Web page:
Despite the name, direct provision isn’t, well, directly provided by the State. It’s outsourced privately, and because of this becomes a for-profit enterprise. Despite being outsourced, it’s unregulated. Can you see where this is going? People are accommodated three, four, five to a room, with different families sharing a room. The standard of food can be atrocious. Not only is it extremely bad, but in many cases utterly unlike what people are used to in their home countries. And because of direct provision, asylum seekers don’t have the facilities or the rights to even cook their own food.

Complaining about conditions is rarely an option. People who complain about overcrowding are told that they should be grateful that they are not homeless. That they’re taking up room that Irish homeless people don’t have- pitting two extremely vulnerable minorities in this country against each other.

Several people talked about raising their families in direct provision. One woman spoke of how one of her children is too young to remember anything else. How she doesn’t know the difference between a bedroom and a living room and a kitchen. How happy her child is whenever they leave the hostel, and how she hates having to go back ‘home’. Another speaker talked about the particularly Irish way in which cases of child abuse within hostels are dealt with. Perpetrators can be, in a cruel echo of so many other institutions in this country, simply moved from hostel to hostel. This is happening now. And those who complain are often moved themselves, without any right to protest, to other hostels around the country, disrupting any fragile sense of community they might have created where they are. People are denied the right to privacy, to cook their own food, to have a home where they feel safe and where they know how long they can stay.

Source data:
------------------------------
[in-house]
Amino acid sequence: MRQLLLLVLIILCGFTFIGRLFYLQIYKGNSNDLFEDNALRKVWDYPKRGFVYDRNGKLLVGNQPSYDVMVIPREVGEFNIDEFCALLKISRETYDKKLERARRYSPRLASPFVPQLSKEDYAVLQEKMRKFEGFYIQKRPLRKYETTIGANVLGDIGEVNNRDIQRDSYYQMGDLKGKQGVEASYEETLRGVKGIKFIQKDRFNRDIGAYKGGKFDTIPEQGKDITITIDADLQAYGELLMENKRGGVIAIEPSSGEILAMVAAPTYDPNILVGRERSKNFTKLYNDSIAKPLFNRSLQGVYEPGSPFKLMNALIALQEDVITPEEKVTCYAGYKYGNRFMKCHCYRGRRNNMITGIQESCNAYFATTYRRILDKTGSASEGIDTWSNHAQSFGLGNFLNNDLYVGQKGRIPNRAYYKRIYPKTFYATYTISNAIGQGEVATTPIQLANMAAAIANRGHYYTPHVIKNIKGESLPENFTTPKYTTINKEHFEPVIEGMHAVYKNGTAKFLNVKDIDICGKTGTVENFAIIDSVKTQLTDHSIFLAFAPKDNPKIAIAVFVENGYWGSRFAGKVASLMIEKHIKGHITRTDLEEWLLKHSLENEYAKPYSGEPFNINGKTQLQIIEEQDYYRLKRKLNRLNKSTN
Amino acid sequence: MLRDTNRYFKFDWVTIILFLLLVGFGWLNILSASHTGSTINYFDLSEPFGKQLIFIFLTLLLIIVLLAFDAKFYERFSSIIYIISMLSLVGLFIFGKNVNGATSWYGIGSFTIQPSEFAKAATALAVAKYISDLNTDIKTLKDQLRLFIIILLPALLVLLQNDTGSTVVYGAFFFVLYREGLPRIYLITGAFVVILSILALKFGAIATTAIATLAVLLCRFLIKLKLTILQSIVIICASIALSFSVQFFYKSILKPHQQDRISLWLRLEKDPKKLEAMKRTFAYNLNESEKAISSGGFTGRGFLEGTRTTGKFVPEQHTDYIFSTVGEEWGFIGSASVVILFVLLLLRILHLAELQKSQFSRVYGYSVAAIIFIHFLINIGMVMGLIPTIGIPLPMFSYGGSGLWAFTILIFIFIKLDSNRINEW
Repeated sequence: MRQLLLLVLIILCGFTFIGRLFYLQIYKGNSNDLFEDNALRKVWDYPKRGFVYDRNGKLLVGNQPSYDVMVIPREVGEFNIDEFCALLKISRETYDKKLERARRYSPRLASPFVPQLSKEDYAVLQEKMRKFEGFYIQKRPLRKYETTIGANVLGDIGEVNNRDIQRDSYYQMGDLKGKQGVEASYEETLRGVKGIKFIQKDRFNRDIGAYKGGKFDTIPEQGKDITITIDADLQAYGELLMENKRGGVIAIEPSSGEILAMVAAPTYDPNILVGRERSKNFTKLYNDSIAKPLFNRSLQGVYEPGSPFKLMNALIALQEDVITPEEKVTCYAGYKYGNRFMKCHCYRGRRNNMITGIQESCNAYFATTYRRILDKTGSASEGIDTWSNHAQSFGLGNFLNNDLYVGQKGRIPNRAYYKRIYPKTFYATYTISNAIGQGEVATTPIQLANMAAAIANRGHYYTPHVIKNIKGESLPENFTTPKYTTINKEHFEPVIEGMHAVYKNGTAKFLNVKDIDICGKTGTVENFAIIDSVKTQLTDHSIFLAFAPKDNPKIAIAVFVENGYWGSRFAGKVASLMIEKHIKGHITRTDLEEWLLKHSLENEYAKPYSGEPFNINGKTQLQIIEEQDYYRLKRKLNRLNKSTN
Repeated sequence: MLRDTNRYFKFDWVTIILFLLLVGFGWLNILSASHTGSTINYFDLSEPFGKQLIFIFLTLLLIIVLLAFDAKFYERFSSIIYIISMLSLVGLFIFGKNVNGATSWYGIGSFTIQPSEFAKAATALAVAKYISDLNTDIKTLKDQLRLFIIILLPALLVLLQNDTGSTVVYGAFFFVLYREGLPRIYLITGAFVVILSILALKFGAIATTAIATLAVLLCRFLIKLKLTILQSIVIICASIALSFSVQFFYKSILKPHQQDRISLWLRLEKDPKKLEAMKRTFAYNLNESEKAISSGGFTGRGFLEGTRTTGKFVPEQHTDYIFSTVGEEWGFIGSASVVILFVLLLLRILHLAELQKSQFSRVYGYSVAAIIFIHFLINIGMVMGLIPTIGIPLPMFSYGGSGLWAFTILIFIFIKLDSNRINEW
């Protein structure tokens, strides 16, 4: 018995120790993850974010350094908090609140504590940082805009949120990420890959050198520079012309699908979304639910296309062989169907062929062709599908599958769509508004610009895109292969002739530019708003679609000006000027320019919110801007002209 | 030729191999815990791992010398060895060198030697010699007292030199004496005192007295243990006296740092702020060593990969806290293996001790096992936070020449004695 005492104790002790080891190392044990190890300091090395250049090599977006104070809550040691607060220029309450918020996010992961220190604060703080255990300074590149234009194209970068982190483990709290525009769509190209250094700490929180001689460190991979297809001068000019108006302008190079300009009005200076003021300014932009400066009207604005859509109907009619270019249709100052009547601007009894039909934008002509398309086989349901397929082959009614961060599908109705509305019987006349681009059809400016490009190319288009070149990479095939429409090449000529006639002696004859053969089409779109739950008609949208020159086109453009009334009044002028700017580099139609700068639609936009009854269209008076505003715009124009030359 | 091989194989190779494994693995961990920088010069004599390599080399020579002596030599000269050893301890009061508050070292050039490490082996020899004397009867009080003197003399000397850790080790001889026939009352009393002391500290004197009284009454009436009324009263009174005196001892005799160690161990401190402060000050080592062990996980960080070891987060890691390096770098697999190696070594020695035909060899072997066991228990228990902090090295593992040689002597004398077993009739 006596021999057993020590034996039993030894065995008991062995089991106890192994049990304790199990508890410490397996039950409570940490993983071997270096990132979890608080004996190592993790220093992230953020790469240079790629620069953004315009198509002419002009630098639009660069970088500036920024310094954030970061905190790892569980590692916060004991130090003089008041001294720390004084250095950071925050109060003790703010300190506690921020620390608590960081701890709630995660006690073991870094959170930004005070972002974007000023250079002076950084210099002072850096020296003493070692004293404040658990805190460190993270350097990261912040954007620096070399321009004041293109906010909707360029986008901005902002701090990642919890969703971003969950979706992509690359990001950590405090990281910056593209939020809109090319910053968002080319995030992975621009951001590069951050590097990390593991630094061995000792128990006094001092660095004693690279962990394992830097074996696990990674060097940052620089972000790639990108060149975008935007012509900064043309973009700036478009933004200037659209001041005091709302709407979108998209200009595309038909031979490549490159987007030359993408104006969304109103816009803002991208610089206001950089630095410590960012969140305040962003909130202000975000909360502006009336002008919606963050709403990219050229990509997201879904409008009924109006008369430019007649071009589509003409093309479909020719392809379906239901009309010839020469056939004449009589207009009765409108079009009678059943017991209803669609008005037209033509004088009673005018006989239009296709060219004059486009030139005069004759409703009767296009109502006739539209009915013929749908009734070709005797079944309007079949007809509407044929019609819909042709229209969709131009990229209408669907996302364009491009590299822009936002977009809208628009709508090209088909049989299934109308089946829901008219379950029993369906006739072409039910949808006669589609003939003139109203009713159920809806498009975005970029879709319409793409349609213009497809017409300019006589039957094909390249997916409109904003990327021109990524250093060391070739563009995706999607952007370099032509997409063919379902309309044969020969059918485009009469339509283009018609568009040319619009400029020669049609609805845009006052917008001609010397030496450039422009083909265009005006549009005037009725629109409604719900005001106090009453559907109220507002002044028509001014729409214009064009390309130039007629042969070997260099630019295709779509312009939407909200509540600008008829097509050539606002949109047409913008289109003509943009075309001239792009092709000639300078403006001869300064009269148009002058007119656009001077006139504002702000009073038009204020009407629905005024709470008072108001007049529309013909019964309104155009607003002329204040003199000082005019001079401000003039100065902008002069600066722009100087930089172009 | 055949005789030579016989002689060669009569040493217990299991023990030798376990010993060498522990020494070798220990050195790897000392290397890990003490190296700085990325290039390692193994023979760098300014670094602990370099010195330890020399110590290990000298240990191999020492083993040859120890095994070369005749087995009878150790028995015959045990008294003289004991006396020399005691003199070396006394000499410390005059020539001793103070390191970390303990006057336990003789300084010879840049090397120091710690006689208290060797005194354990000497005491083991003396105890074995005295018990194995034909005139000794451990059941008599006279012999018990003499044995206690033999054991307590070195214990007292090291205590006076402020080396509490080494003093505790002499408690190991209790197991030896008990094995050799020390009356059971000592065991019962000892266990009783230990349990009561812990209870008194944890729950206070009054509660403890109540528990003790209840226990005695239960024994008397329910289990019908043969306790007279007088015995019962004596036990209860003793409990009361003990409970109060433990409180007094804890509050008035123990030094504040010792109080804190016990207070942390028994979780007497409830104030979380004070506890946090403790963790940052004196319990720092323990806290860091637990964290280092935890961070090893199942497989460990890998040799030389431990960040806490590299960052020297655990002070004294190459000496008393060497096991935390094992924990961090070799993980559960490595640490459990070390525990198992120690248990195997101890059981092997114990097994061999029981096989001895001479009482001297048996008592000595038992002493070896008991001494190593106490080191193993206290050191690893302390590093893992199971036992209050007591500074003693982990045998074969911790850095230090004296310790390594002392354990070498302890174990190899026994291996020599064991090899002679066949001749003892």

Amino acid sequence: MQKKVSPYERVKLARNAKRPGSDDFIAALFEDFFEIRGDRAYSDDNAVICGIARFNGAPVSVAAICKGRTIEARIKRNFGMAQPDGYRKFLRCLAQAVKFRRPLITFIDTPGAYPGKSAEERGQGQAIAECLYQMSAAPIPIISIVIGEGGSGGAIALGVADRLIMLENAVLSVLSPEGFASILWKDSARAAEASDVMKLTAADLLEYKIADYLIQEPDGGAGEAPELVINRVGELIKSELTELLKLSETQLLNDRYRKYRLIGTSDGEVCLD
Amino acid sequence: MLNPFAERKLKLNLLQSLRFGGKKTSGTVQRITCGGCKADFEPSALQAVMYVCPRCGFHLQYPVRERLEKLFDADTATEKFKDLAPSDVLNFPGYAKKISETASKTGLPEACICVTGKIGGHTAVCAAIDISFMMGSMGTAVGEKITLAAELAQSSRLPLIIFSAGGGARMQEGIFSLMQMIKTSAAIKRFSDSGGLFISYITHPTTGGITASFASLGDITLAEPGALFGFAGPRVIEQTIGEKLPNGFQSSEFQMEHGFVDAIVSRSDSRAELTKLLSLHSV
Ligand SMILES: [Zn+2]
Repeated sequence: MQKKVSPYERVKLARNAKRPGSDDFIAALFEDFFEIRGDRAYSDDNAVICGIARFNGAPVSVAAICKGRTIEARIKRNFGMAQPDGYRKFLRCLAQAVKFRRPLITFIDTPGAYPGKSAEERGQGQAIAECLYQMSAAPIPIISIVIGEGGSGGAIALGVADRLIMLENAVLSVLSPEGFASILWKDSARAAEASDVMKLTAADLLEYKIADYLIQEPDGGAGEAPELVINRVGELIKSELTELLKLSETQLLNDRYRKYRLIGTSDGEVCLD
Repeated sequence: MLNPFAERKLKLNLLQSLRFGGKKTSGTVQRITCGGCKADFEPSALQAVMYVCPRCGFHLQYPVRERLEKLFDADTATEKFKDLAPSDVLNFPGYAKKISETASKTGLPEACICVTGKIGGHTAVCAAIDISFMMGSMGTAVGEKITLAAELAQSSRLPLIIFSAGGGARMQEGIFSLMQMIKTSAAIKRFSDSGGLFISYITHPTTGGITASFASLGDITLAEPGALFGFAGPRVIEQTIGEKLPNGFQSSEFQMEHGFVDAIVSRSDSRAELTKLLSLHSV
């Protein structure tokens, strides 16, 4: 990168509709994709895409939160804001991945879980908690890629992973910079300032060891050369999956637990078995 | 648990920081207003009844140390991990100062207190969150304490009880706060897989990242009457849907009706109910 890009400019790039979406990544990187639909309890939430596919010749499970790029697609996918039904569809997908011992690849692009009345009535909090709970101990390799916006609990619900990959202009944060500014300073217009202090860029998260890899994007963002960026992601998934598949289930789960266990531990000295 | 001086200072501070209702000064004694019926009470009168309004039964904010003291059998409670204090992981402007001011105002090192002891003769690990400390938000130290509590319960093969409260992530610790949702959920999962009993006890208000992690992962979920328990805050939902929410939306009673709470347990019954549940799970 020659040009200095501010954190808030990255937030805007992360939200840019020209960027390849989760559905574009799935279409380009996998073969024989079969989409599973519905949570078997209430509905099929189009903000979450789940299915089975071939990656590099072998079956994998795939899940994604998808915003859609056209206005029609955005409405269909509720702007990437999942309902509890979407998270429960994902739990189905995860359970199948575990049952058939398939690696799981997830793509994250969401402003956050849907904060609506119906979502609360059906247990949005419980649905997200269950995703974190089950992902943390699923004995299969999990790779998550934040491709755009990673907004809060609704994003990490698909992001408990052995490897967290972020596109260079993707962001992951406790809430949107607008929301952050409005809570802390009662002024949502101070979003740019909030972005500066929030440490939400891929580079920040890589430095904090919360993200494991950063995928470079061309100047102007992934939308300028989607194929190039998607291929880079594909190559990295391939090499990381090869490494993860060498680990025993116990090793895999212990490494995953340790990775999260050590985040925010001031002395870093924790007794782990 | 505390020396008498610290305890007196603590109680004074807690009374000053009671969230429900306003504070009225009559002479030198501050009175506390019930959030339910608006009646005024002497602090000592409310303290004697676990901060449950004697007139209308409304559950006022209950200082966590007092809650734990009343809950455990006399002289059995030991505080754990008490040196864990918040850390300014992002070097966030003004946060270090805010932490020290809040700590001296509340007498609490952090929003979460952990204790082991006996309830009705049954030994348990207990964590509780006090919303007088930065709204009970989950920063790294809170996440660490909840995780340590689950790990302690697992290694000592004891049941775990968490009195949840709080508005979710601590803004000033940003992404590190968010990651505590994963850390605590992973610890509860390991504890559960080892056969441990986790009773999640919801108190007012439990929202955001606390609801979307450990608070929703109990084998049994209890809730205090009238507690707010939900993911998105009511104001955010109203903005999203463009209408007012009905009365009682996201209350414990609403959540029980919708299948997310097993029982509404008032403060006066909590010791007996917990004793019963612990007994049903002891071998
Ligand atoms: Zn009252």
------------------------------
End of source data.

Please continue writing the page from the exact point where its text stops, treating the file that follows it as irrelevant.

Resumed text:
Right to Work

As well as being forced to live in specific hostels, asylum seekers in Ireland are denied the right to work and education while their claims are being processed- which can take years. On the one hand, this is immensely wasteful. Ireland is in a recession! How many skilled, educated, qualified people are languishing in hostels unable to work, when they could be contributing to society? This also shows the lie of the idea that asylum seekers and migrants are ‘draining’ the system. These people are not permitted to work, even when they want to. On the other hand, years of enforced, stultifying idleness can be devastating for asylum seekers. Not being able to work means that people’s skills get rusty. Work and education are also two of the major ways that people integrate and find a place in communities. Direct provision and the denial of the right to work and study keep asylum seekers separate from Irish society. They mean that people can be here for years with no ability to put down roots and make a home. That Irish people don’t get to work and study beside asylum seekers. That we see asylum seekers as other.